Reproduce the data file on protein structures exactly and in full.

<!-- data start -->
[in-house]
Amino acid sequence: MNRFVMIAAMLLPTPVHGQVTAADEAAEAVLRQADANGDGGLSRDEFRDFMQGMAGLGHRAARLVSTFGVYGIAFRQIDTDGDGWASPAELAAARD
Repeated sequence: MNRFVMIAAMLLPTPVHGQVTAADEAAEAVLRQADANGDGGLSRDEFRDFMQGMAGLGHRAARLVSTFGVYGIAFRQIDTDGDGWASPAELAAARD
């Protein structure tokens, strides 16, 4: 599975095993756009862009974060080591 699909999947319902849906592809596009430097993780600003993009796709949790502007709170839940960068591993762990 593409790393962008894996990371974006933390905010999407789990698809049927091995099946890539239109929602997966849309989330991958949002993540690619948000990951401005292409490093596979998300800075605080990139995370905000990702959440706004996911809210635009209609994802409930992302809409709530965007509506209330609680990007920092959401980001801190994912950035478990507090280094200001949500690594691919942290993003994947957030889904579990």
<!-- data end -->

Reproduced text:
[in-house]
Amino acid sequence: MNRFVMIAAMLLPTPVHGQVTAADEAAEAVLRQADANGDGGLSRDEFRDFMQGMAGLGHRAARLVSTFGVYGIAFRQIDTDGDGWASPAELAAARD
Repeated sequence: MNRFVMIAAMLLPTPVHGQVTAADEAAEAVLRQADANGDGGLSRDEFRDFMQGMAGLGHRAARLVSTFGVYGIAFRQIDTDGDGWASPAELAAARD
């Protein structure tokens, strides 16, 4: 599975095993756009862009974060080591 699909999947319902849906592809596009430097993780600003993009796709949790502007709170839940960068591993762990 593409790393962008894996990371974006933390905010999407789990698809049927091995099946890539239109929602997966849309989330991958949002993540690619948000990951401005292409490093596979998300800075605080990139995370905000990702959440706004996911809210635009209609994802409930992302809409709530965007509506209330609680990007920092959401980001801190994912950035478990507090280094200001949500690594691919942290993003994947957030889904579990």